On June 3, Supervisor Ed Romaine (left) was at the William Floyd Middle School in Moriches for the Town of Brookhaven’s Spring Recycling event in Council District 6. Every year, the Town holds two recycling events in each Council District that include paper shredding, e-waste disposal and a supervised prescription drug drop-off program.
While your first inclination might be to hire a professional or a
company to destroy data, you first have to have your in-house process
You need to know your end goals, what your company stores locally
vs what is stored on your hard drives. Provided you have a staff, you
also need to know what’s on their phones, laptops, desktops or tablets.
What about customer or patient data? Also, if you regularly print, those
files existed somewhere before.
January 28th marks Data Privacy Day, an annual event held in order to promote both data privacy and best practices for protecting your critical data. So this is an excellent time to get ahead of the risks that compromised data can present to a business.
The Health Insurance Portability and Accountability Act of 1996, commonly known now as HIPAA, has provided patients with the privacy they need but it’s also been a challenge and disruption to the way medical records are maintained and managed from an IT perspective. Patient authorizations are required for any data sharing and breaches of HIPAA can have big financial applications to healthcare providers and networks. In fact, millions upon millions of dollars have been paid out in HIPAA-related breach of privacy cases. This extends to your ITAD practices as well. It’s key to have the right partner to help you navigate.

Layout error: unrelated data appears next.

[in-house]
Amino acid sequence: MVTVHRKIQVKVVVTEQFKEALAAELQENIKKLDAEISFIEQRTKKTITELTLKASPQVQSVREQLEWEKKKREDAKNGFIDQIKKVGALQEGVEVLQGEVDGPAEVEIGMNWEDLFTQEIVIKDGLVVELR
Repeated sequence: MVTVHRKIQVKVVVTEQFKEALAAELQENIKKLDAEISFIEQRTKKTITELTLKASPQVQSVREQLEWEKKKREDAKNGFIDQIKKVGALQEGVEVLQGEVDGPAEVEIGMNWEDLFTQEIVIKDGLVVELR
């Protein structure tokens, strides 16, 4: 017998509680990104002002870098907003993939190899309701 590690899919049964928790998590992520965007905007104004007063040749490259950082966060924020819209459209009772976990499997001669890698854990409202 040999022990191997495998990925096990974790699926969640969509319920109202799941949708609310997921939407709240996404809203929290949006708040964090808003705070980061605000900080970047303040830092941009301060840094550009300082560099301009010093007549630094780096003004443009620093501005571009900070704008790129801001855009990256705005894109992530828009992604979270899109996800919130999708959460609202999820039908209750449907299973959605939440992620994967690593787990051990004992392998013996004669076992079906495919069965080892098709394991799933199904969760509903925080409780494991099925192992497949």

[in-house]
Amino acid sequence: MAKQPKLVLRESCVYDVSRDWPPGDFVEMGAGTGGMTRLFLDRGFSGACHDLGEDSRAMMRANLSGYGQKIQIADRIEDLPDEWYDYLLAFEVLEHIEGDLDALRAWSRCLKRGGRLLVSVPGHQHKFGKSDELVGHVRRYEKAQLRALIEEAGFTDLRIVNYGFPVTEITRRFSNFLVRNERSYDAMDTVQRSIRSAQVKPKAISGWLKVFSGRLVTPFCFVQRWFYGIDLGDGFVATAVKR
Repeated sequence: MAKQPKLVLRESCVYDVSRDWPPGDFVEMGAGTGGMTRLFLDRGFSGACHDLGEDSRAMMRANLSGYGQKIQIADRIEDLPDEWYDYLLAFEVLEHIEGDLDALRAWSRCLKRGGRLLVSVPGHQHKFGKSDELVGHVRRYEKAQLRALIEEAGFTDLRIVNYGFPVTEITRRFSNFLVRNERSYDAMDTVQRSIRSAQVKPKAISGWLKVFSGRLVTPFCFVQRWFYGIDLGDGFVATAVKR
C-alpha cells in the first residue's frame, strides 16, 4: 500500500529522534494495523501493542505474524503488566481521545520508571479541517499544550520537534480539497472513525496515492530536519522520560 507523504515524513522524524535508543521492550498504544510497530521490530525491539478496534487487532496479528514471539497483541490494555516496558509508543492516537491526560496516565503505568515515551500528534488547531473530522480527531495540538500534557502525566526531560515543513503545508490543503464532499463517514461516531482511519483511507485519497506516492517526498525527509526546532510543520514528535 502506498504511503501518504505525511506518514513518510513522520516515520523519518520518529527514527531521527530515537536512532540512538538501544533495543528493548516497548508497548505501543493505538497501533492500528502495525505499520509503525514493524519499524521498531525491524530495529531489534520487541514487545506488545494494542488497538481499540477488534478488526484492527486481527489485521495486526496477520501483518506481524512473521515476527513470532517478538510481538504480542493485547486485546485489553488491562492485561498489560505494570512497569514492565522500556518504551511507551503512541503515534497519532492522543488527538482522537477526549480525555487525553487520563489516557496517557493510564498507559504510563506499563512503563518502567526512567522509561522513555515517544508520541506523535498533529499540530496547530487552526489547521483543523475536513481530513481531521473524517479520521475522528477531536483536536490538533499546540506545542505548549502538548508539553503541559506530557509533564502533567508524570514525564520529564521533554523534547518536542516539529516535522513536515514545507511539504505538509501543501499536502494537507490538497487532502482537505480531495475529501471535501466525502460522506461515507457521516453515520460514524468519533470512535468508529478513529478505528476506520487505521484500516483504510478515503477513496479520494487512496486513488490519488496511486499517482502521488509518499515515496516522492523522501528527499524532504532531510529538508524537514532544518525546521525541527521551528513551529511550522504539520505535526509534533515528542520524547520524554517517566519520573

Virtually every company has the need to eliminate and recycle electronic waste. And while shredding unnecessary old or archived files is usually the answer, it isn’t always the right answer. It can shred your budget too. While on the surface shredding may seem like the simpler, cheaper alternative to wiping data, that’s simply not always the case. The machines can be cost-prohibitive and ultimately, more costly than wiping software.
Proper data management is the key to protecting the security of your company’s sensitive information. In fact, companies are responsible for generating, storing, and securing sensitive data such as financial information, transactions, personally identifiable information, medical information, and more. In addition to the moral & logical responsibility of protecting this information, companies also have a legal obligation to keep sensitive data secure.
Corporate Compliance regulations vary by industry, but they are crucial in developing your company’s risk management policy. One of the biggest risks of exposure for your company is through poor data destruction polices. Simply destroying IT assets or throwing them out with the trash is not an option, particularly if your organization deals with sensitive data.
Technology has allowed many companies to work in the current COVID-19 climate while keeping their employees and families safe at home. Remote working is a flexible solution for many organizations because it allows employees to be online and in-network while they do not need to commute or expose themselves unnecessarily to others, however remote working does raise some questions about how a company’s IT Asset Disposition plan should work.
Due to the hard work and advocacy by the Institute of Scrap Recycling Industries (ISRI), the Department of Homeland Security designated scrap yards such as Arrow Scrap as essential businesses on March 25, 2020.